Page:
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Peter Phillips | A different model to managing crime

Published:Thursday | January 10, 2019 | 12:00 AM
Peter Phillips
A Jamaica Defence Force soldier looks on as a policeman searches a bypasser for contraband at a checkpoint on Greenwich Park Road in Kingston on September 23. A state of emergency in force since last year elapsed earlier this month.

The recent talks between Prime Minister Holness and me, as well as our respective teams, established the basis for sustained cooperation around a unified national effort in the fight against crime. This is certainly a step in the right direction on which we must now build.

The PNP is firmly committed to the fight against crime and building national consensus. Our proposal for the Government and Opposition to engage with other stakeholder groups in short order will advance this cause.

Historically, there have been two approaches to our crime situation - mass suppression and targeted investigations. Past governments have primarily used the suppression model, and that policy continues with the current administration.

We support a different, targeted approach aimed at the ringleaders of crime and based on strengthening our investigative capacity.

The current policy of indiscriminate use of mass detention, facilitated by a prolonged state of emergency (SOE), is at the heart of the suppression strategy. It is a dangerous and unconstitutional one, and Jamaica will certainly reap the whirlwind if we continue down this road.

More than 10,000 people, not including, those in Kingston and St Andrew, have been detained for extended periods, with the vast majority released without charge. The continuation of this wanton abuse of their human rights is guaranteed to leave thousands of young people with a sense of grievance against society. In trying to overcome crime, the Government is, in fact, sowing the seeds of a broader hostility by alienating our youth population and deepening social divisions.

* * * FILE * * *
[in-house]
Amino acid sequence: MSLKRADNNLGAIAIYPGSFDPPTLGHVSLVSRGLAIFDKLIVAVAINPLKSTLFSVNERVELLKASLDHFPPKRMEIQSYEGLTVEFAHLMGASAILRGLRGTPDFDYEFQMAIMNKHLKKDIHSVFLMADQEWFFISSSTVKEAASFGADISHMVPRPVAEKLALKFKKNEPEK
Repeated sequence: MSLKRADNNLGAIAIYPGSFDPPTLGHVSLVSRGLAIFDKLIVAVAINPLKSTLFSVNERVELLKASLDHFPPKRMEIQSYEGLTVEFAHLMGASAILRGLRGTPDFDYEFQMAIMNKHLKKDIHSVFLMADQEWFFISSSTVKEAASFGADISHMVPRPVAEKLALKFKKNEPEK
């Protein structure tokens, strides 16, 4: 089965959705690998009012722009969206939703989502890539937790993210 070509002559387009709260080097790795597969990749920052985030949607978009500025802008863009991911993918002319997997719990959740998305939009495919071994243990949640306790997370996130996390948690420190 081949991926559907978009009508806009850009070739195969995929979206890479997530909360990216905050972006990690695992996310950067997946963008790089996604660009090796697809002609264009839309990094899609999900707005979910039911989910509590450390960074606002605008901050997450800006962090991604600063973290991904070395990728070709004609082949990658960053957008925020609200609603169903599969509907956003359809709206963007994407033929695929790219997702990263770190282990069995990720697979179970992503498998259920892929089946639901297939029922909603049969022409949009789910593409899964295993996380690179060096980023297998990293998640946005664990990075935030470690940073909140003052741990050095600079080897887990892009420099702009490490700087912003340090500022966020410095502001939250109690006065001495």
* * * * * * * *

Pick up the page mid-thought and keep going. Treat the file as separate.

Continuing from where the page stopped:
Further, prolonging the SOE in a manner not provided for in the Constitution severely discriminates against small and medium-size business people who have their enterprise as their only means of income. Larger enterprises function freely, while smaller businesses are discriminated against and shut down. The only sustainable, long-term approach to crime fighting secures the broad support of citizens, especially those from low- and middle-income communities.


Lawmakers, Not Lawbreakers


Prolonged mass suppression is not only socially dangerous, but is unconstitutional. A medium- to long-term SOE is destructive of the rule of law for all citizens, not just the people detained.

Jamaica's Constitution states clearly that the suspension of citizens' rights, including the right to liberty, should only take place as a temporary measure in the context of an emergency that imperils the survival of the State or substantial section of the society. The Constitution does not provide for medium- to long-term suspension of rights as a routine part of fighting crime.

Lawmakers should never be lawbreakers. Upholding the Constitution is not just legalistic frolic indulged in by constitutional lawyers. It is fundamental for the regulation of our everyday lives, including commercial transactions. Lightly dismissing constitutionality has grave and broad implications for a society already plagued by disorder and indiscipline.

Furthermore, the effectiveness of the SOE began to diminish after the initial shock and awe. Indeed, the JCF Periodic Serious and Violent Crimes Review, January 1, 2018, to December 30, 2018, shows that the impact of the SOE on the national murder rate is already experiencing diminishing returns. There was a clear downward trend between January and June 2018 in the number of murders occurring each month. However, that number has levelled off since July, and there has been no further decline.

In addition, other measures of policing effectiveness have gone in the wrong direction. With the suppression model of the security forces in 2018, there were significantly fewer arrests, as well as fewer guns and less ammunition seized compared to 2017.

Instead, we strongly recommend a more fine-tuned strategy focused on targeting the leaders of the 300 crime gangs in Jamaica. It is these gang leaders who control crime and are responsible for our high homicide rate.